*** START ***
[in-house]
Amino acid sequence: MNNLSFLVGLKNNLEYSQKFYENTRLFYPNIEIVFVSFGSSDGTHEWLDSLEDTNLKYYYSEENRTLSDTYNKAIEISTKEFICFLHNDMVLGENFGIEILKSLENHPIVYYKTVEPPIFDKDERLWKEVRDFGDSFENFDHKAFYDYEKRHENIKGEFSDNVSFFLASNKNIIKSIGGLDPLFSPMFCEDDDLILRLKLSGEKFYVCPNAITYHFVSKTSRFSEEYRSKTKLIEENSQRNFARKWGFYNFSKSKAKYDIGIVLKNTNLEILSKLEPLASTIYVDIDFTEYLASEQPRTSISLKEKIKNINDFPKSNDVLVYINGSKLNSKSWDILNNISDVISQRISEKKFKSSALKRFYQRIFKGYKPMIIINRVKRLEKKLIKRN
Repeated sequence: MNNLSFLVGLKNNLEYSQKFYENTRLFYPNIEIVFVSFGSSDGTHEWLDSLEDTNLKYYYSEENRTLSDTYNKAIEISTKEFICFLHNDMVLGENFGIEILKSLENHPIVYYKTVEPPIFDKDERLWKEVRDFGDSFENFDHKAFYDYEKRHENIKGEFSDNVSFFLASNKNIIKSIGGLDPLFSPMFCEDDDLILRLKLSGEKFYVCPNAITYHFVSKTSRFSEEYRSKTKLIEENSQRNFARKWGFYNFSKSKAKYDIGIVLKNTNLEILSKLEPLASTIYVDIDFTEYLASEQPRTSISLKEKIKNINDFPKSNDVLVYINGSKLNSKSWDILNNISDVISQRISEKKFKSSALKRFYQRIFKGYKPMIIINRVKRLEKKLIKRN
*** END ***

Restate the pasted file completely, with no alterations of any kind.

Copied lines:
[in-house]
Amino acid sequence: MNNLSFLVGLKNNLEYSQKFYENTRLFYPNIEIVFVSFGSSDGTHEWLDSLEDTNLKYYYSEENRTLSDTYNKAIEISTKEFICFLHNDMVLGENFGIEILKSLENHPIVYYKTVEPPIFDKDERLWKEVRDFGDSFENFDHKAFYDYEKRHENIKGEFSDNVSFFLASNKNIIKSIGGLDPLFSPMFCEDDDLILRLKLSGEKFYVCPNAITYHFVSKTSRFSEEYRSKTKLIEENSQRNFARKWGFYNFSKSKAKYDIGIVLKNTNLEILSKLEPLASTIYVDIDFTEYLASEQPRTSISLKEKIKNINDFPKSNDVLVYINGSKLNSKSWDILNNISDVISQRISEKKFKSSALKRFYQRIFKGYKPMIIINRVKRLEKKLIKRN
Repeated sequence: MNNLSFLVGLKNNLEYSQKFYENTRLFYPNIEIVFVSFGSSDGTHEWLDSLEDTNLKYYYSEENRTLSDTYNKAIEISTKEFICFLHNDMVLGENFGIEILKSLENHPIVYYKTVEPPIFDKDERLWKEVRDFGDSFENFDHKAFYDYEKRHENIKGEFSDNVSFFLASNKNIIKSIGGLDPLFSPMFCEDDDLILRLKLSGEKFYVCPNAITYHFVSKTSRFSEEYRSKTKLIEENSQRNFARKWGFYNFSKSKAKYDIGIVLKNTNLEILSKLEPLASTIYVDIDFTEYLASEQPRTSISLKEKIKNINDFPKSNDVLVYINGSKLNSKSWDILNNISDVISQRISEKKFKSSALKRFYQRIFKGYKPMIIINRVKRLEKKLIKRN